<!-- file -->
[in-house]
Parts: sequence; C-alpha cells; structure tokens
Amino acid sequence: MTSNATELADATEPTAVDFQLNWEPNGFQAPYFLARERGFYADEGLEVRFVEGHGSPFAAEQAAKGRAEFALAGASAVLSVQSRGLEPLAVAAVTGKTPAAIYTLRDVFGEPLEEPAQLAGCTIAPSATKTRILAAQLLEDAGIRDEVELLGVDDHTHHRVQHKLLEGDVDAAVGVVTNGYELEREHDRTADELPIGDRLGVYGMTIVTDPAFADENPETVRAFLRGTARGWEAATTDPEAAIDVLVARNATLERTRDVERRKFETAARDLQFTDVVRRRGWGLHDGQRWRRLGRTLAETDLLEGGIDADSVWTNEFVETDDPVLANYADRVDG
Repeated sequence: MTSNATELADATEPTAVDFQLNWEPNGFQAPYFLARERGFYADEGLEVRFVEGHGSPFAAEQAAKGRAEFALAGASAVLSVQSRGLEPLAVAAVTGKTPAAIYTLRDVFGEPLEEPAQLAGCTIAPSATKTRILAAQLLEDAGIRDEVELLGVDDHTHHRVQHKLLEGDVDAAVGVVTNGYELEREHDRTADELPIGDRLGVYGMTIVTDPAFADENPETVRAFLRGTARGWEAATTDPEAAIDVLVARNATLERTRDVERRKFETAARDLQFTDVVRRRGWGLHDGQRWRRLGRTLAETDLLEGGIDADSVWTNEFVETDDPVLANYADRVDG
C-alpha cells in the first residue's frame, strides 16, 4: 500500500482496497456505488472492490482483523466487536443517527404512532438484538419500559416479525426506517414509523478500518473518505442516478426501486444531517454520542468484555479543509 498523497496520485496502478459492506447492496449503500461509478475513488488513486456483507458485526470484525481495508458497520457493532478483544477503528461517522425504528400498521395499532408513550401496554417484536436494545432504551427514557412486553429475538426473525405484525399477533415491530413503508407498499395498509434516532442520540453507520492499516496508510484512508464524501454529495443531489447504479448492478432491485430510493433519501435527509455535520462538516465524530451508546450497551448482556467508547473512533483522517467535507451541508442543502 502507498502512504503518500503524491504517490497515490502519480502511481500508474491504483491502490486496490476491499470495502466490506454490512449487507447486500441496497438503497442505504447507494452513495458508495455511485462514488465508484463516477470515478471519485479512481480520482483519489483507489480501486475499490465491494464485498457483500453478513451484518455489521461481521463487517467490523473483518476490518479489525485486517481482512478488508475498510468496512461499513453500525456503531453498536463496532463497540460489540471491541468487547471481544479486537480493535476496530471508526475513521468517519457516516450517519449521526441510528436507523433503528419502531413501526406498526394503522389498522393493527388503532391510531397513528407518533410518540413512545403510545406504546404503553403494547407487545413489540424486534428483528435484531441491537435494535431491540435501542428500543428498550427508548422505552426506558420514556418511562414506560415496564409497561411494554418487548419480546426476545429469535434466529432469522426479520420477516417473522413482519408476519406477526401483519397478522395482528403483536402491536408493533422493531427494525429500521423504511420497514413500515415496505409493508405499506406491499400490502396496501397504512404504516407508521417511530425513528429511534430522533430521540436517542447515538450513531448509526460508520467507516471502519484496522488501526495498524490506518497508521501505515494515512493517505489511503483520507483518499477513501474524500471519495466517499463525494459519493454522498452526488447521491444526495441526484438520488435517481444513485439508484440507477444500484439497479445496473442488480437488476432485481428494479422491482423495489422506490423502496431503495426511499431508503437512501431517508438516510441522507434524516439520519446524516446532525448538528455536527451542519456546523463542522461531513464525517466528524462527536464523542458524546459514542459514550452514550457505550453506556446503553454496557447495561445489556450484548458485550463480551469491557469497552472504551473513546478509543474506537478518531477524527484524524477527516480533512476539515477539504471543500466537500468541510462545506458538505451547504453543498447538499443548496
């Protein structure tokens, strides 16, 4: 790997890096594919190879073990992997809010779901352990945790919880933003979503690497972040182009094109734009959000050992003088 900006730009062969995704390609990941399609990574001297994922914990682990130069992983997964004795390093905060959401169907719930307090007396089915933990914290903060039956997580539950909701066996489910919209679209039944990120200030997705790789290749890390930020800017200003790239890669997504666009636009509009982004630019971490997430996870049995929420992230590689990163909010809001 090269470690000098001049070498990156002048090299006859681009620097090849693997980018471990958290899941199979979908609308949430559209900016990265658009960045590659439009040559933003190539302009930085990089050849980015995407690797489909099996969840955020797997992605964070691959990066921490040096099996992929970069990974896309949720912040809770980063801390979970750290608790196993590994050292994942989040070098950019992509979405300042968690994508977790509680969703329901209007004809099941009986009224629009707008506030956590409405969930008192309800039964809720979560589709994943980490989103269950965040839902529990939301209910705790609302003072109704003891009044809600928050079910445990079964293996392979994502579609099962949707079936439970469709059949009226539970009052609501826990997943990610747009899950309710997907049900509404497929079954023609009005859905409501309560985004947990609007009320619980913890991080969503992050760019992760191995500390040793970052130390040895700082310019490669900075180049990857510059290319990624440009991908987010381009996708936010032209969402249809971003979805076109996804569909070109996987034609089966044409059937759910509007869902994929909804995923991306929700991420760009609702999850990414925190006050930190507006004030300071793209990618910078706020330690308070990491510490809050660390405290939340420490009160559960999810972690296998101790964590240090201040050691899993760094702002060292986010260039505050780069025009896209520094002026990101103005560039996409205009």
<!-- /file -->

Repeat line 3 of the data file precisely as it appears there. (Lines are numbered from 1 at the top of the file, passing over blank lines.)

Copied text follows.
Amino acid sequence: MTSNATELADATEPTAVDFQLNWEPNGFQAPYFLARERGFYADEGLEVRFVEGHGSPFAAEQAAKGRAEFALAGASAVLSVQSRGLEPLAVAAVTGKTPAAIYTLRDVFGEPLEEPAQLAGCTIAPSATKTRILAAQLLEDAGIRDEVELLGVDDHTHHRVQHKLLEGDVDAAVGVVTNGYELEREHDRTADELPIGDRLGVYGMTIVTDPAFADENPETVRAFLRGTARGWEAATTDPEAAIDVLVARNATLERTRDVERRKFETAARDLQFTDVVRRRGWGLHDGQRWRRLGRTLAETDLLEGGIDADSVWTNEFVETDDPVLANYADRVDG